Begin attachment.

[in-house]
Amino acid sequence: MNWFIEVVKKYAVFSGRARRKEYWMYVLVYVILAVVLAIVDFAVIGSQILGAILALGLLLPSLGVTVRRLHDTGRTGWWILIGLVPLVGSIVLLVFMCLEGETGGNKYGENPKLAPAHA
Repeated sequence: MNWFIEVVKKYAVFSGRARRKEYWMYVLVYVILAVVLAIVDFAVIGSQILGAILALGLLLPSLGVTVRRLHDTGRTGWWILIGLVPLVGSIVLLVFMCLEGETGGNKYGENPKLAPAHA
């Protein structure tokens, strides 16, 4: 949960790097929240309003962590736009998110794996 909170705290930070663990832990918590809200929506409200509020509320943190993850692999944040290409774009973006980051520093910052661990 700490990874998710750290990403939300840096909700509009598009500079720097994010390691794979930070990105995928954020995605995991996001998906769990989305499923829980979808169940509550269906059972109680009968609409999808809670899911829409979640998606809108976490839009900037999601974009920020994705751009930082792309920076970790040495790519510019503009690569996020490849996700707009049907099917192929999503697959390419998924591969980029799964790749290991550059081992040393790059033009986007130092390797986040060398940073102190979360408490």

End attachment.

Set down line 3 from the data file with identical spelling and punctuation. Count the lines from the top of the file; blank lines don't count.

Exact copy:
Repeated sequence: MNWFIEVVKKYAVFSGRARRKEYWMYVLVYVILAVVLAIVDFAVIGSQILGAILALGLLLPSLGVTVRRLHDTGRTGWWILIGLVPLVGSIVLLVFMCLEGETGGNKYGENPKLAPAHA